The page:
Best Podcasting Equipment for Beginners- Top Picks

Scouting for some best podcasting equipment for beginners? This guide has the best review that will help you make better decisions. Starting with a podcast can seem quite daunting due to the vast array of equipment you might need. However, you don’t need them all to get started; you can continually expand later on if you need to upgrade. 

The two essential things that you need to have before getting started with a podcast are a microphone and a PC/laptop. There is various other equipment that you can purchase depending on how your podcast is supposed to be.

If you’re planning on having multiple guests, you may need a couple more things to proceed. Depending on the environment and the number of guests you plan to have on your podcast can drastically change your requirements.

We are here to guide you in choosing the best equipment regardless of how you plan to conduct your podcast. 

Best Podcasting Equipment for Beginners- Buyer’s Review

We will list all the podcasting equipment that you need or can upgrade to in the future if you want to. 

1. Computer 

You need a computer to record, edit, mix, master, and upload the files you record during your podcast sessions. You don’t need a particular computer just for podcasting; whichever one you might have should be good enough for the job. 

However, if you are looking for an upgrade, we have got a few recommendations that might help you out. Choosing a PC or laptop for podcasting depends on which DAW ( Digital Audio Workstation ) you use. Some DAWs are very resource-intensive and might need a powerful PC.

We will talk about DAWs in detail further on in the article. Let’s look at some of our top picks for PCs and laptops for podcasting. 

If you’re comfortable with windows, then the Dell XPS is a powerhouse of a laptop. If you require a top-end specification laptop, you should go for the XPS 17, which features a thin and extremely lightweight design with an 11th gen core-i7 processor, NVIDIA GTX 3060 GPU, and 32GB of RAM. 

This is also a good option if you move around a lot for your podcasts and don’t have a stationary place.

  • MacBook Air

For people who are more comfortable with macOS, the MacBook Air is an excellent option. It is extremely thin, sleek, and lightweight. The new MacBooks come equipped with the latest M1 chip, which can run even the most resource-intensive tasks with relative ease. 

You can also go for the MacBook Pro if you can increase your budget by a couple of hundred dollars. The only difference between the two is that you get a touch bar in the MacBook Pro, which can be an intuitive way to handle creative apps. 

2. Microphone

Having a good quality microphone is quintessential to a podcast. You want your voice to be clear, persuasive, and something in which the listeners can indulge themselves. There are various microphones available, depending on how you produce your podcast. 

If you plan on having multiple people on your podcast, you’d want to go with an XLR microphone. Otherwise, for single-person podcasts, a USB microphone will do just fine. 

The difference between XLR and USB microphones is that XLR microphones allow more versatility; you can connect multiple microphones via an audio interface. A USB microphone is suited only when there is a single voice talking.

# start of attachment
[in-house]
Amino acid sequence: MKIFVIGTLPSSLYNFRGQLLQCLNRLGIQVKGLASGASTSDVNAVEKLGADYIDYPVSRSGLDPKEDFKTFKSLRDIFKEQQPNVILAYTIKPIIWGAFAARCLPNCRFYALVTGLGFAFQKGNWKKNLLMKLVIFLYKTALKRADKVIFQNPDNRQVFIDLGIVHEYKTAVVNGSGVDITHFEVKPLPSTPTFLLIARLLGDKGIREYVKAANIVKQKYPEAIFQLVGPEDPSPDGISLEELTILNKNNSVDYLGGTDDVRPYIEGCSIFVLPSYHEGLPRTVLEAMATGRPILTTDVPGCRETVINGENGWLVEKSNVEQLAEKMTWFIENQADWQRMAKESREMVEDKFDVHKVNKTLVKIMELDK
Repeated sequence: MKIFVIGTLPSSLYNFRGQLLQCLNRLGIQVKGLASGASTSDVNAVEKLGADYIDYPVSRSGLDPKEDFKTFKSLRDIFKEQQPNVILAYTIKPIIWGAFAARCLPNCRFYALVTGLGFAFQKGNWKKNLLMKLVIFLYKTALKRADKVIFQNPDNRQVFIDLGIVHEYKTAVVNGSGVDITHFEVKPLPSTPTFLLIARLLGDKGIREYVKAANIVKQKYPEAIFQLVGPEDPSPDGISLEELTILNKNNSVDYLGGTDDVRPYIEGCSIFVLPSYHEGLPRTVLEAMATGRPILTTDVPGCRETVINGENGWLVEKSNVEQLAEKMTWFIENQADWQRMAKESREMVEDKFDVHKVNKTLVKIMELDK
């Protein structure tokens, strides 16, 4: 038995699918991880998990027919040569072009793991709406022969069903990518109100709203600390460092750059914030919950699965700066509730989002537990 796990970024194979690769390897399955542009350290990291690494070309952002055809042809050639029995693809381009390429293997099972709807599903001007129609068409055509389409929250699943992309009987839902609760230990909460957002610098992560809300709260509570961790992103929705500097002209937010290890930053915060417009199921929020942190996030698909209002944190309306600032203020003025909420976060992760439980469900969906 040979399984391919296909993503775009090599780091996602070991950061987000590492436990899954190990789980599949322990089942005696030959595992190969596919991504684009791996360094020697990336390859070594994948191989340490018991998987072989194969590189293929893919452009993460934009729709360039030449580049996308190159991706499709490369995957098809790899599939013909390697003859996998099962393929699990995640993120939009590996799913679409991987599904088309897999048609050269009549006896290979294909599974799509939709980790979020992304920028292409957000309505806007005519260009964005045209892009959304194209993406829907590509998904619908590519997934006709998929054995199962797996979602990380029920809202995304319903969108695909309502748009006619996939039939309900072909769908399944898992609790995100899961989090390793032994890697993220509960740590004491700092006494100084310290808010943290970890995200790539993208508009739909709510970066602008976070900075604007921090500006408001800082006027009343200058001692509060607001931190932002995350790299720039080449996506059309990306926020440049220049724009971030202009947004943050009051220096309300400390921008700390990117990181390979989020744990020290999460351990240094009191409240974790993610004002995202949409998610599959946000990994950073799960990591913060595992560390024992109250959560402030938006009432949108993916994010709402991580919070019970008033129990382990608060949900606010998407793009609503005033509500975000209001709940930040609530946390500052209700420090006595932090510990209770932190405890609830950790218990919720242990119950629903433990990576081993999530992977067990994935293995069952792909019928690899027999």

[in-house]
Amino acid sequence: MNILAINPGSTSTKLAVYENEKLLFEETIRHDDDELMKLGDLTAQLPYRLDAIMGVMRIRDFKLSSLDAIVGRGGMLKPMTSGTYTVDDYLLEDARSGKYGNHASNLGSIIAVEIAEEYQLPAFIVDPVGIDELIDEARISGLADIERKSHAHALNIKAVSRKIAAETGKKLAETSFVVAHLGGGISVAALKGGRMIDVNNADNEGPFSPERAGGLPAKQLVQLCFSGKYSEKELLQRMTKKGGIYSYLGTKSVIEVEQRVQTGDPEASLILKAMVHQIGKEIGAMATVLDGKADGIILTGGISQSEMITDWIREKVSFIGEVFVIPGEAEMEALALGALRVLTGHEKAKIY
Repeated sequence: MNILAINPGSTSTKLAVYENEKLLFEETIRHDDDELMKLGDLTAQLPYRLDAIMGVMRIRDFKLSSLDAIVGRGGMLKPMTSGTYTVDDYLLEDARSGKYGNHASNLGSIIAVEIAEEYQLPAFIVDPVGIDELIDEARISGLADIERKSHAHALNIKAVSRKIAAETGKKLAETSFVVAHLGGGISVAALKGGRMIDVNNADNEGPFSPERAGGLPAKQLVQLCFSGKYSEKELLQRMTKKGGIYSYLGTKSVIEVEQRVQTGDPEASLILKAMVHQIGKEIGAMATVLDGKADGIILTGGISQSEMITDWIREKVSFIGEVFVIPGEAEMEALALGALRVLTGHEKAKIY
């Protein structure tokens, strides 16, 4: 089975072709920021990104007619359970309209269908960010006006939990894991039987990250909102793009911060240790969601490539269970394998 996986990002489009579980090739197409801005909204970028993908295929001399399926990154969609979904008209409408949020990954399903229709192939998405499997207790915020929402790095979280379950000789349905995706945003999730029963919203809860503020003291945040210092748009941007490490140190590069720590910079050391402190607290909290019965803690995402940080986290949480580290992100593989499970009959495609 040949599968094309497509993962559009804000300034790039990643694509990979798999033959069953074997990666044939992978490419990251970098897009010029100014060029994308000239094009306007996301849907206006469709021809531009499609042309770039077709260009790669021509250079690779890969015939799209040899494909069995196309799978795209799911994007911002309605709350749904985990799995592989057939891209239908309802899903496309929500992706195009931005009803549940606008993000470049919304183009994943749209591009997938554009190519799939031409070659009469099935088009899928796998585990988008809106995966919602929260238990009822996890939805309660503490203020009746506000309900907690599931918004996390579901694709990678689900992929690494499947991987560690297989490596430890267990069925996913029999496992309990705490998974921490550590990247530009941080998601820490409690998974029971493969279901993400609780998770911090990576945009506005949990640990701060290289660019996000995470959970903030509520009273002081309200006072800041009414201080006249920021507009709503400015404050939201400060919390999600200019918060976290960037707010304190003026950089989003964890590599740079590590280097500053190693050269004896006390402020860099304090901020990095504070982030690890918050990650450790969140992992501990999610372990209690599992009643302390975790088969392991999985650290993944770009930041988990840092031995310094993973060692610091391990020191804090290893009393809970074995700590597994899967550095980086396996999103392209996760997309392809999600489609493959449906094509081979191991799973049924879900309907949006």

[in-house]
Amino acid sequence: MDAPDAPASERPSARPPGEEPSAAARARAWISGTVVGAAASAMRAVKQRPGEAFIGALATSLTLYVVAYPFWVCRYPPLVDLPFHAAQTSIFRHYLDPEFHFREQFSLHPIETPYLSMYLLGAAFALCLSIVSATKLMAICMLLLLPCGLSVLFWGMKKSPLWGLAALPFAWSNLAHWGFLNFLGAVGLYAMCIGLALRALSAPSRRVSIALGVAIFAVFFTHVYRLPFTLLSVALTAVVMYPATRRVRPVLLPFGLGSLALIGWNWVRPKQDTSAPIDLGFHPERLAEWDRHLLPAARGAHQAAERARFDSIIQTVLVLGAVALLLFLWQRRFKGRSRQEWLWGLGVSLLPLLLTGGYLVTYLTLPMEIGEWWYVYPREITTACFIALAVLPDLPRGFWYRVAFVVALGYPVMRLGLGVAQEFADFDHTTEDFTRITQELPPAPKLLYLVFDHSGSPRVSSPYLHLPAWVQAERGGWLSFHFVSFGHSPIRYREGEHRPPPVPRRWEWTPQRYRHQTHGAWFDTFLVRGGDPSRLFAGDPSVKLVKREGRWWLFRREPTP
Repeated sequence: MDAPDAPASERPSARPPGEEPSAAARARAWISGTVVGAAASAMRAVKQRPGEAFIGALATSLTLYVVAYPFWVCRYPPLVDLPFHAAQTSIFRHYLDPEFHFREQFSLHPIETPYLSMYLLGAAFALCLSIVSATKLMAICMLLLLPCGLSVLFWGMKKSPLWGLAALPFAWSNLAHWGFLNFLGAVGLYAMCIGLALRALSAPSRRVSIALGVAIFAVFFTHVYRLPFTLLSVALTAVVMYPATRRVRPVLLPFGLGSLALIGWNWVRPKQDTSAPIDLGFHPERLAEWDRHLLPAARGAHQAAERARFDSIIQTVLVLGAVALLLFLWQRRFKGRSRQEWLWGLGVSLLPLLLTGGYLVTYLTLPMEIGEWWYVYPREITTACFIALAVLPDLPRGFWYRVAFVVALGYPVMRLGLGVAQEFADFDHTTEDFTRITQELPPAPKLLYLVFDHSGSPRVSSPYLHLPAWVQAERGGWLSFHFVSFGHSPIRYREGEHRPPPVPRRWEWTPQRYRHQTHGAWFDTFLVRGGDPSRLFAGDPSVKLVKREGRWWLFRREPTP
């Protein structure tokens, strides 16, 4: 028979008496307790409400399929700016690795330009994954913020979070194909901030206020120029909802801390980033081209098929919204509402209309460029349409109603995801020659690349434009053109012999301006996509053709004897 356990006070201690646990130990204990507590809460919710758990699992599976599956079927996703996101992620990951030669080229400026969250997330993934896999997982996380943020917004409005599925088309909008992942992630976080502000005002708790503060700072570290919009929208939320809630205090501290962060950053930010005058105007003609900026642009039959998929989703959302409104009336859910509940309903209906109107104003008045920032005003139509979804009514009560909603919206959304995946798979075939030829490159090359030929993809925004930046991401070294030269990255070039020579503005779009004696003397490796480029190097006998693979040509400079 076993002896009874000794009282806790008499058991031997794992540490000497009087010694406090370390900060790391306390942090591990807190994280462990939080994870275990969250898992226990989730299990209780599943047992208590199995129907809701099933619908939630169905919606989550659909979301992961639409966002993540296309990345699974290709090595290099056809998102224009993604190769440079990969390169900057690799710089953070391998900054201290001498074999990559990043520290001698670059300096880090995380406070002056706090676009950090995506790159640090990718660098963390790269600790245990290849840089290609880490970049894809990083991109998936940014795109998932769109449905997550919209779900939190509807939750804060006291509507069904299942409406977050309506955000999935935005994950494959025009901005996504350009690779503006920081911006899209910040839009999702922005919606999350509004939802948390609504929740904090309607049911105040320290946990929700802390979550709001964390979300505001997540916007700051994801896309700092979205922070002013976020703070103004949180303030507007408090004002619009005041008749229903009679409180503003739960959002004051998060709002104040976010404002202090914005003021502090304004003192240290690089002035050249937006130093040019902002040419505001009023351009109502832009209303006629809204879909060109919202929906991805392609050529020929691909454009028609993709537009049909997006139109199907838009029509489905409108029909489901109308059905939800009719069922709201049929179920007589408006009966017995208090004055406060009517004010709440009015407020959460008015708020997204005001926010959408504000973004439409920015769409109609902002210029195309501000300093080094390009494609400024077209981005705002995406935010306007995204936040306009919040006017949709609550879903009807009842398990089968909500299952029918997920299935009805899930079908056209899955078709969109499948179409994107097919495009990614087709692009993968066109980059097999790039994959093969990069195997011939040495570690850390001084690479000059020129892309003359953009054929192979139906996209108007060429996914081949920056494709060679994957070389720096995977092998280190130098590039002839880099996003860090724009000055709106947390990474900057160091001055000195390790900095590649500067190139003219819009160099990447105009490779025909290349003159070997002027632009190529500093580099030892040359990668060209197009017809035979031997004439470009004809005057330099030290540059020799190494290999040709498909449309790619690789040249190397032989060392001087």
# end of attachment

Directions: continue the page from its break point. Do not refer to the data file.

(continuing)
Here are some best USB microphones:

The Blue Yeti is one of the most popular and best USB microphones available. The unique feature of this microphone is that it has four different polar patterns to choose from: cardioid, omnidirectional, bidirectional, and stereo. 

This allows you to adjust where the mic picks up the sound from on the go, making it very versatile and easy to use. Moreover, it also has a 3.5mm audio jack for real-time audio playback with no latency. This means you can instantly hear whatever you’re saying through headphones without any delay. 

As this is a USB microphone, you don’t need any particular interface or software to use it. Just plug it into your laptop or PC, and you’re ready to record. 

The MV7 from Shure is one of the most famous and well-known microphones for podcasting. It features both XLR and USB inputs, making it extremely easy to use even for beginners. 

It features Shure’s proprietary voice isolation technology, which keeps the mic focused on the speaker’s voice with laser precision. Furthermore, the microphone’s audio quality is unparalleled. 

The ShurePlus MOTIV app is also a big winner. It allows for superior control over the voice and output of the mic with features such as auto-level mode, which lets the MV7 adjust your levels in real-time without you having to do anything. 

Here are some best XLR microphones:

Despite being expensive, the SM7B is a legendary microphone. It has become the standard against which all other microphones are judged because it is just that good. The sound is phenomenal, and the mic also has a completely flat frequency response, which means that the signals the mic receives are balanced without punctuating any specific frequency.

This makes the audio-recorded sound very natural even after post-processing. Joe Rogan uses the SM7B on his podcast, and even Michael Jackson’s mic of choice was the original SM7.